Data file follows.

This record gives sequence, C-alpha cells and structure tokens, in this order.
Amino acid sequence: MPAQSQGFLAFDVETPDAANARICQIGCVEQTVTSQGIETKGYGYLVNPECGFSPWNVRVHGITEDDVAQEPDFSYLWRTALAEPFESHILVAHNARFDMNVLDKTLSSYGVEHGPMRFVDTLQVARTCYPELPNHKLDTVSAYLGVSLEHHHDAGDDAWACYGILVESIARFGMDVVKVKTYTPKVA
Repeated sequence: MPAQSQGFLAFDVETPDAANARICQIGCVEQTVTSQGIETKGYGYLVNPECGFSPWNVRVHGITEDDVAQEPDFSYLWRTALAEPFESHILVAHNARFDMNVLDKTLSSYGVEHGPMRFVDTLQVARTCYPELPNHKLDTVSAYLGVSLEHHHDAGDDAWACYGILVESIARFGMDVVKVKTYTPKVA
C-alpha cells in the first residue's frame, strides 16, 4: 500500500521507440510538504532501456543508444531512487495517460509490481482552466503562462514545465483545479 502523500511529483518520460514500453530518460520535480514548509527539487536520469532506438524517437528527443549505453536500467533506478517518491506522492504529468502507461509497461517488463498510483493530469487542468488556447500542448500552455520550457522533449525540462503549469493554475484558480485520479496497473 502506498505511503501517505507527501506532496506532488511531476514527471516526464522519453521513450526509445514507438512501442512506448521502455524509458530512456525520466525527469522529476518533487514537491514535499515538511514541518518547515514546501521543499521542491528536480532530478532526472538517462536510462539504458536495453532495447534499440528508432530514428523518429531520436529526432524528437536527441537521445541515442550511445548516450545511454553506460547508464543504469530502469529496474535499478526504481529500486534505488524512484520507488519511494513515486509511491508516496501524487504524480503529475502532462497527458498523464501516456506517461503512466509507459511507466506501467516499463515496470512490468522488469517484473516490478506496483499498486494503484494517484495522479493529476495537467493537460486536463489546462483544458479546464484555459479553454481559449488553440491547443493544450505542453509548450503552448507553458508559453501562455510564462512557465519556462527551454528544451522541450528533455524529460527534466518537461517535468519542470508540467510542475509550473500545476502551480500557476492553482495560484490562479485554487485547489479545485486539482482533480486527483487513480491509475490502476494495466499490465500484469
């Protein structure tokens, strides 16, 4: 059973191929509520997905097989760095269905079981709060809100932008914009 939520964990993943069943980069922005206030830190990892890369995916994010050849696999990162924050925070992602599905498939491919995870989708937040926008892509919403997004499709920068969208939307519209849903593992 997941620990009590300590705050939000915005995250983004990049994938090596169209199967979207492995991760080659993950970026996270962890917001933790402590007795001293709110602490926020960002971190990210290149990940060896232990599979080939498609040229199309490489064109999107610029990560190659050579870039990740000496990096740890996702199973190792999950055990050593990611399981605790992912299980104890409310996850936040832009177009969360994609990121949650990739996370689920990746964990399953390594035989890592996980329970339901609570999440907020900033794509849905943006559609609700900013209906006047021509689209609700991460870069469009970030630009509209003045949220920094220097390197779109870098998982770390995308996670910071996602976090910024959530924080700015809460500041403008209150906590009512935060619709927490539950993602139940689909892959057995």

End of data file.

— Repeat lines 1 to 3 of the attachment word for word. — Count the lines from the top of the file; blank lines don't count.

This record gives sequence, C-alpha cells and structure tokens, in this order.
Amino acid sequence: MPAQSQGFLAFDVETPDAANARICQIGCVEQTVTSQGIETKGYGYLVNPECGFSPWNVRVHGITEDDVAQEPDFSYLWRTALAEPFESHILVAHNARFDMNVLDKTLSSYGVEHGPMRFVDTLQVARTCYPELPNHKLDTVSAYLGVSLEHHHDAGDDAWACYGILVESIARFGMDVVKVKTYTPKVA
Repeated sequence: MPAQSQGFLAFDVETPDAANARICQIGCVEQTVTSQGIETKGYGYLVNPECGFSPWNVRVHGITEDDVAQEPDFSYLWRTALAEPFESHILVAHNARFDMNVLDKTLSSYGVEHGPMRFVDTLQVARTCYPELPNHKLDTVSAYLGVSLEHHHDAGDDAWACYGILVESIARFGMDVVKVKTYTPKVA